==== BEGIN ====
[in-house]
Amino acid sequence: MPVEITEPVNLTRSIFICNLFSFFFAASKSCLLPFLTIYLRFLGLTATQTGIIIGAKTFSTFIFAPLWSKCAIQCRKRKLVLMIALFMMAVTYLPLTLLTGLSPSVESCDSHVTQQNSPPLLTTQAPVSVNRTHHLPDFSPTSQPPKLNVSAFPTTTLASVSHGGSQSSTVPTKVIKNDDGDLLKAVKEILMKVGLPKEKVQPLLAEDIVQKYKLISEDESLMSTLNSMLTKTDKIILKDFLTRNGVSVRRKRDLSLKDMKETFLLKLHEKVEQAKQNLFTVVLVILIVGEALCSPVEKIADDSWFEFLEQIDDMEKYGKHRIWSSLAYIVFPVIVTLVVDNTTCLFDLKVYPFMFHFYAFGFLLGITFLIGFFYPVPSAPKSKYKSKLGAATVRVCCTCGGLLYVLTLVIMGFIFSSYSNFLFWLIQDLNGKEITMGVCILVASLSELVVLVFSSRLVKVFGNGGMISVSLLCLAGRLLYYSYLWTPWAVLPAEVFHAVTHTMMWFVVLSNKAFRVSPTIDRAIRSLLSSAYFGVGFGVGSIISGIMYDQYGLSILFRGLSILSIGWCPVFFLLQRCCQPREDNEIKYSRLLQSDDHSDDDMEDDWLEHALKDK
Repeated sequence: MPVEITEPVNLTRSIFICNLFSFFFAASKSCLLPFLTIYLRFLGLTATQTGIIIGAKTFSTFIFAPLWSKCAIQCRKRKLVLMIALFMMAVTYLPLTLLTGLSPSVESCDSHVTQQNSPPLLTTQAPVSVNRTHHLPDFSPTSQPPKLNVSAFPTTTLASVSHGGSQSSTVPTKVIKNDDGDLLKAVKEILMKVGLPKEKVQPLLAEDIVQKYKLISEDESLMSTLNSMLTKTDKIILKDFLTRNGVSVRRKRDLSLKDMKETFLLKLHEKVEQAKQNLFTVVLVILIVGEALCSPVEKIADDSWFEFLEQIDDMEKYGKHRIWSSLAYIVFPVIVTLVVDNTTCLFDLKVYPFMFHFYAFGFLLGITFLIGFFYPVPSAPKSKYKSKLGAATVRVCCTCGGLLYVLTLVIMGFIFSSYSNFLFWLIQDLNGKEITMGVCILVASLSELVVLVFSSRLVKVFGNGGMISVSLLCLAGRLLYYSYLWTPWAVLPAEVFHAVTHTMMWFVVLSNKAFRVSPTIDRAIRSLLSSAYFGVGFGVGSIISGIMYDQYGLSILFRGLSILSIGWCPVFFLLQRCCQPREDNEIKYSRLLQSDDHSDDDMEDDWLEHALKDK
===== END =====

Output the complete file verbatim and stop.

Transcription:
[in-house]
Amino acid sequence: MPVEITEPVNLTRSIFICNLFSFFFAASKSCLLPFLTIYLRFLGLTATQTGIIIGAKTFSTFIFAPLWSKCAIQCRKRKLVLMIALFMMAVTYLPLTLLTGLSPSVESCDSHVTQQNSPPLLTTQAPVSVNRTHHLPDFSPTSQPPKLNVSAFPTTTLASVSHGGSQSSTVPTKVIKNDDGDLLKAVKEILMKVGLPKEKVQPLLAEDIVQKYKLISEDESLMSTLNSMLTKTDKIILKDFLTRNGVSVRRKRDLSLKDMKETFLLKLHEKVEQAKQNLFTVVLVILIVGEALCSPVEKIADDSWFEFLEQIDDMEKYGKHRIWSSLAYIVFPVIVTLVVDNTTCLFDLKVYPFMFHFYAFGFLLGITFLIGFFYPVPSAPKSKYKSKLGAATVRVCCTCGGLLYVLTLVIMGFIFSSYSNFLFWLIQDLNGKEITMGVCILVASLSELVVLVFSSRLVKVFGNGGMISVSLLCLAGRLLYYSYLWTPWAVLPAEVFHAVTHTMMWFVVLSNKAFRVSPTIDRAIRSLLSSAYFGVGFGVGSIISGIMYDQYGLSILFRGLSILSIGWCPVFFLLQRCCQPREDNEIKYSRLLQSDDHSDDDMEDDWLEHALKDK
Repeated sequence: MPVEITEPVNLTRSIFICNLFSFFFAASKSCLLPFLTIYLRFLGLTATQTGIIIGAKTFSTFIFAPLWSKCAIQCRKRKLVLMIALFMMAVTYLPLTLLTGLSPSVESCDSHVTQQNSPPLLTTQAPVSVNRTHHLPDFSPTSQPPKLNVSAFPTTTLASVSHGGSQSSTVPTKVIKNDDGDLLKAVKEILMKVGLPKEKVQPLLAEDIVQKYKLISEDESLMSTLNSMLTKTDKIILKDFLTRNGVSVRRKRDLSLKDMKETFLLKLHEKVEQAKQNLFTVVLVILIVGEALCSPVEKIADDSWFEFLEQIDDMEKYGKHRIWSSLAYIVFPVIVTLVVDNTTCLFDLKVYPFMFHFYAFGFLLGITFLIGFFYPVPSAPKSKYKSKLGAATVRVCCTCGGLLYVLTLVIMGFIFSSYSNFLFWLIQDLNGKEITMGVCILVASLSELVVLVFSSRLVKVFGNGGMISVSLLCLAGRLLYYSYLWTPWAVLPAEVFHAVTHTMMWFVVLSNKAFRVSPTIDRAIRSLLSSAYFGVGFGVGSIISGIMYDQYGLSILFRGLSILSIGWCPVFFLLQRCCQPREDNEIKYSRLLQSDDHSDDDMEDDWLEHALKDK